Economics and the mid-life crisis have much in common: Both dwell on foregone opportunities

C'est la vie; c'est la guerre; c'est la pomme de terre . . . . . . . . . . . . . email: jpalmer at uwo dot ca

. . . . . . . . . . .Richard Posner should be awarded the next Nobel Prize in Economics . . . . . . . . . . . .

Thursday, July 07, 2005

Canada: a Country of Rugged Individualists.
Socialism is not part of our heritage.

The mainstream media of Canada, along with the interventionists of the country, would have us believe that socialism is at the heart of our unique Canadian identity.

They are wrong. Michel Kelly-Gagnon emphasizes in a recent column that Canada was much later than the U.S. was in adopting many "social reforms" and was fervently individualistic for most of its history. [Thanks to Jack for the link; $req'd]

Now, it is obviously a fact that in today’s Canada taxes are high, the unions are strong (especially in Quebec) and you have powerful interest groups who will fight any attempts at change. It is also undeniable that, under most indicators, governments in Canada (especially when you compare provincial governments with state governments) are bigger today than they are in the United States.

But what needs to be challenged is the claim that interventionist government, high taxes, protectionist policies and socialized medicine constitute the very fabric of our national identity. We should not accept any more the notion that anyone who believes that less government is economically beneficial as well as morally justifiable is, de facto, trying to Americanize Canada and, thus, would be some sort of traitor to the Canada nation. The reality is that this so-called “Canadian identity” based on government compassion (or socialism, to speak more clearly) was only invented in the 1960s and ’70s.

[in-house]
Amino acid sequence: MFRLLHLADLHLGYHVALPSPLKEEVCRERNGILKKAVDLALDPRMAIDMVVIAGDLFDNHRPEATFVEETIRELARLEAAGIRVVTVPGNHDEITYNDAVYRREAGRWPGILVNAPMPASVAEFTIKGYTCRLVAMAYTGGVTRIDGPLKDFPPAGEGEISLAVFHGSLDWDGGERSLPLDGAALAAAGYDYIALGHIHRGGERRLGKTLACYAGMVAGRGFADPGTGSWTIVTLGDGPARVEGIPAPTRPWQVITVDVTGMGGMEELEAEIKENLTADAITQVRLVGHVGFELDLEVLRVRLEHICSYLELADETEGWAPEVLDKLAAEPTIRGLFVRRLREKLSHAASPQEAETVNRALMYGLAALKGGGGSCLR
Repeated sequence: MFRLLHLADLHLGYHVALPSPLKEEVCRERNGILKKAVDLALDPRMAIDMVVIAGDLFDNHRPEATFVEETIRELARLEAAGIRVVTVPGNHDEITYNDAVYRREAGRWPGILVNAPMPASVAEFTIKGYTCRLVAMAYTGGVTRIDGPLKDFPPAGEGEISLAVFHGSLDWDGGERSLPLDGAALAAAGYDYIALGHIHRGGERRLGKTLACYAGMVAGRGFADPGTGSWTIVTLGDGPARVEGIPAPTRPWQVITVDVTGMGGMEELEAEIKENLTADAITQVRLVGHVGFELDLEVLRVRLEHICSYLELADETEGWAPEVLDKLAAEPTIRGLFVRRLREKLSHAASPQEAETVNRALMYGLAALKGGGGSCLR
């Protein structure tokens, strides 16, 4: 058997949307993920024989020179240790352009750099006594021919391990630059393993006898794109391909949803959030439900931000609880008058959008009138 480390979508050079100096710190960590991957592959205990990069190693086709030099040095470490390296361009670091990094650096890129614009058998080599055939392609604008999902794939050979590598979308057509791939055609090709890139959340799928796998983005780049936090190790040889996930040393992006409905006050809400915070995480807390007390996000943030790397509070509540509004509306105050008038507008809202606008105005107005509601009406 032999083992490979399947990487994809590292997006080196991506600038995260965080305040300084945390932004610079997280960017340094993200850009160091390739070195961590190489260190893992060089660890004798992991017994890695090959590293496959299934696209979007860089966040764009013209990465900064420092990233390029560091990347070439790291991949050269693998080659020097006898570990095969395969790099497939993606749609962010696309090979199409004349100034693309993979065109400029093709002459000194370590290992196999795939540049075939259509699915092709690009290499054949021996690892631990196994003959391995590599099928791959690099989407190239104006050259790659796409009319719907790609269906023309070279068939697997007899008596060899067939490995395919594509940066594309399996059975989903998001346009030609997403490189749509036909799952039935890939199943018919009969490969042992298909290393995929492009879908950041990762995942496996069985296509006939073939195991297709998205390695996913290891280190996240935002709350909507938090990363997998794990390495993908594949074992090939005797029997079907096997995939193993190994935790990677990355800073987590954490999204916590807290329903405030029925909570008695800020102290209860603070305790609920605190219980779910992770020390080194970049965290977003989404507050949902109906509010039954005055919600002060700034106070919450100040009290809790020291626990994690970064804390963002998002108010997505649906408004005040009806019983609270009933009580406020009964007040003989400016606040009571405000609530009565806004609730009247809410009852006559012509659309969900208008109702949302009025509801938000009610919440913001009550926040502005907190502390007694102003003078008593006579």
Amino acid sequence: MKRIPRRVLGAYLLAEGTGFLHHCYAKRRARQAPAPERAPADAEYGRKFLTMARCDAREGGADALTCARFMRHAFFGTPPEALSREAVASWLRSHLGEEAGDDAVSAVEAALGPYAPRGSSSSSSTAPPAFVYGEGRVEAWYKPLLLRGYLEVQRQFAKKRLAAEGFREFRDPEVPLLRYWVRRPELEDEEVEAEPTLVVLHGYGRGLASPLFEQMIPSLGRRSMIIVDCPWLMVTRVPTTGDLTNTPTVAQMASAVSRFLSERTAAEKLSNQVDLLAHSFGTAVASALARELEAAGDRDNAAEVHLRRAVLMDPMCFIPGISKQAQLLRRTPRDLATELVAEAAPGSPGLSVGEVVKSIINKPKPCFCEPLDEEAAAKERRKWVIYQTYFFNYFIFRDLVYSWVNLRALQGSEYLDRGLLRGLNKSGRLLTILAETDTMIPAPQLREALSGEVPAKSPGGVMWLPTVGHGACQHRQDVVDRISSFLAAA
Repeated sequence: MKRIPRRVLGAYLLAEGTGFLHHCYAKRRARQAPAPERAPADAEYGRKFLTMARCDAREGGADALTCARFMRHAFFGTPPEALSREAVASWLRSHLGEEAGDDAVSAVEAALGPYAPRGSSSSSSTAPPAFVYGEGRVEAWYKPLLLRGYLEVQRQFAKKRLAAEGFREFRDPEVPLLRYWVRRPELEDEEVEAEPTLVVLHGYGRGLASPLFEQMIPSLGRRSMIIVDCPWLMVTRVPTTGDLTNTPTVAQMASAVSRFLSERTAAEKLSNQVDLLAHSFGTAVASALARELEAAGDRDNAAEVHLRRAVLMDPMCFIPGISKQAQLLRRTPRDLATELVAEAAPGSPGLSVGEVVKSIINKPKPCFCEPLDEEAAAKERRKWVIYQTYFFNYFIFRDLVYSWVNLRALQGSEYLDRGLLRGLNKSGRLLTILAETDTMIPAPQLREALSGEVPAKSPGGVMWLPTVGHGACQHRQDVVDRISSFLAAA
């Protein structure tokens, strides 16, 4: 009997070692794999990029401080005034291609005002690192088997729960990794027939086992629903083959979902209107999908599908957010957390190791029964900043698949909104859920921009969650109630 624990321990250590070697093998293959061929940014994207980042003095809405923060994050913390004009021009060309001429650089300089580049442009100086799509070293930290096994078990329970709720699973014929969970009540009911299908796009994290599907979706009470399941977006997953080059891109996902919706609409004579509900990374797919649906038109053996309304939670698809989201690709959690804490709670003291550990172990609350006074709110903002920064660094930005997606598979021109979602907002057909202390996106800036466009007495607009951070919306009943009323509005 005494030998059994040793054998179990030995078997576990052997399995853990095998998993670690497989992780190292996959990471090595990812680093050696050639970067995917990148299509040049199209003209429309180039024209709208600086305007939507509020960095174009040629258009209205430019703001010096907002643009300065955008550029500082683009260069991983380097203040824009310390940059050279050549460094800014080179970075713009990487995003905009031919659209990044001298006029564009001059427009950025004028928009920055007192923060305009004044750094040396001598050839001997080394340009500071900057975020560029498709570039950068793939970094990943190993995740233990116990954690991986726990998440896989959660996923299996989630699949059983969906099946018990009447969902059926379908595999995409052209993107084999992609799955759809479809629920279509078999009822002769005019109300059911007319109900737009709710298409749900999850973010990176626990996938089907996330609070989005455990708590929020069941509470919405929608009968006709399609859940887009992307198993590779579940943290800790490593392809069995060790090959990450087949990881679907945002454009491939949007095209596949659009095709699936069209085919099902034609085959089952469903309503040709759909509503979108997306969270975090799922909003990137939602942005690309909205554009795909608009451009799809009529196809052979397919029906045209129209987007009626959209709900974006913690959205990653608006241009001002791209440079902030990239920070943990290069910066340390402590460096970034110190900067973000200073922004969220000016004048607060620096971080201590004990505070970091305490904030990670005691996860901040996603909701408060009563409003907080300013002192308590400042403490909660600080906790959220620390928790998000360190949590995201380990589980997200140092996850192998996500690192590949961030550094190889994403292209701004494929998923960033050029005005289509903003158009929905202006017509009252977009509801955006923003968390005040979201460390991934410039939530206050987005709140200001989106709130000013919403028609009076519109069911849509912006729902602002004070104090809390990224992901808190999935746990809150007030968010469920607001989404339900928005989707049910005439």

He concludes

... free-market ideas are part of our Canadian heritage and of our Canadian identity. It’s something to be proud of. And it’s about time we started explaining to our fellow citizens, with patience, passion and reason, that you can be a true Canadian while wanting to reduce government control over our lives.
For more on Canada's individualistic beginnings and its drift toward statism, see Globalization and the Meaning of Canadian Life by Bill Watson. Sadly, both Kelly-Gagnon and Watson go overboard, trying to make their point, and in doing so they needlessly open themselves up to picky criticism.

Note: I posted the above as my inaugural post at the blog for the Western Standard, where it sparked considerable discussion.
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